As of 2018, 167 information security analysts were employed in the Central Region, with 61 of them in the College Station-Bryan metropolitan statistical area (MSA). We expect employment in the occupation to rise by 29.5 percent in the region and 34.4 percent in the MSA during the next 10 years, slightly below the statewide growth rate of 41.6 percent in the same period (Exhibit 1).

Exhibit 1

Estimated 10-Year Growth Rates for Information Security Analyst Employment (As of 2018)
LocationGrowth Rate
Texas41.6%
Central Region29.5%
College Station-Bryan MSA34.4%

Note: Data represent covered employment, or jobs covered by unemployment insurance. Covered employment represents about 97 percent of all employment. Excluded workers include members of the armed forces, the self-employed and railroad workers. Growth is defined as the projected number of new jobs expected to be created.

Source: JobsEQ

As of 2017, the average annual wage for information security analysts was $95,000 in Texas, nearly twice as much as the average annual wage for all occupations ($49,000). Entry-level information security analysts in the Central Region and the College Station-Bryan MSA earn average annual wages of $46,400 and $43,300, respectively, versus $57,000 for the state (Exhibit 2).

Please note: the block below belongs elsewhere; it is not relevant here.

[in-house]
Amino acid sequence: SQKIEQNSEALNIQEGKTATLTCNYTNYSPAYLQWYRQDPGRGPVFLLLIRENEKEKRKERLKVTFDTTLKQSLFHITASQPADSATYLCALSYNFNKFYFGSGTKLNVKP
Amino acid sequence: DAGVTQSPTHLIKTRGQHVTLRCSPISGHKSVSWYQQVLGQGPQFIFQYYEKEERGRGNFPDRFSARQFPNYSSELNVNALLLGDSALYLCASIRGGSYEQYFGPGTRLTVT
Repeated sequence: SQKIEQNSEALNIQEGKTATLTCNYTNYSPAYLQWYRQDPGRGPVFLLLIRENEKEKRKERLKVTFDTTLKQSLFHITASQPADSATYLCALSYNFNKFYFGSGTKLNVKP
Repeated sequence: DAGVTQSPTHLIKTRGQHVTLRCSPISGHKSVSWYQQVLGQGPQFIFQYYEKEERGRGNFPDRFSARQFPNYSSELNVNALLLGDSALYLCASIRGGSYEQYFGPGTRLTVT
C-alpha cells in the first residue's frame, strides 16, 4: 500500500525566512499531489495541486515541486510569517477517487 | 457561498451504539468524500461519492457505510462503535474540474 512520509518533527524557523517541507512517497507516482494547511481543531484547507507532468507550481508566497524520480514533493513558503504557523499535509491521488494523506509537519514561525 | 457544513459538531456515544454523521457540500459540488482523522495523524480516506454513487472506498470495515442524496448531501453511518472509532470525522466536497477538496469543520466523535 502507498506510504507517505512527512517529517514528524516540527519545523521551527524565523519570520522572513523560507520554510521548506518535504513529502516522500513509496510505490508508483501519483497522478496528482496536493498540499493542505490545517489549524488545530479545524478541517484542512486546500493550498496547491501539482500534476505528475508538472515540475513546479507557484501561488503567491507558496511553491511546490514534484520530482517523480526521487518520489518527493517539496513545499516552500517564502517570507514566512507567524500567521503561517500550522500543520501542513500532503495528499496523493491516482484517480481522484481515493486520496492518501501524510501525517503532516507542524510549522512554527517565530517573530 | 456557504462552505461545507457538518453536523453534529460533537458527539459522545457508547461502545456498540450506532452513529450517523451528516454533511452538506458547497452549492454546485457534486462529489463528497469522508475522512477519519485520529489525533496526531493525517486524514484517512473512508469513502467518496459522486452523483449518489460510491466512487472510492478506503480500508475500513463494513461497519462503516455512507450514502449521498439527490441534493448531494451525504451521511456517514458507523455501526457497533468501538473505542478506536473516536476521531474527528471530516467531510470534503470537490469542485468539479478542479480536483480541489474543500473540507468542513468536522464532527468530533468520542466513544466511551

Exhibit 2

Entry Level

Experienced

Mean

Average Annual Wages for Information Security Analysts, 2017
LocationMean SalaryEntry Level SalaryExperienced Salary
Texas95,000 dollars57,000 dollars114,000 dollars
Central Region 75,700 dollars 46,400 dollars 90,400 dollars
College Station-Bryan MSA 75,600 dollars 43,300 dollars 91,700 dollars

Note: Occupation wages represent the average of all covered employment.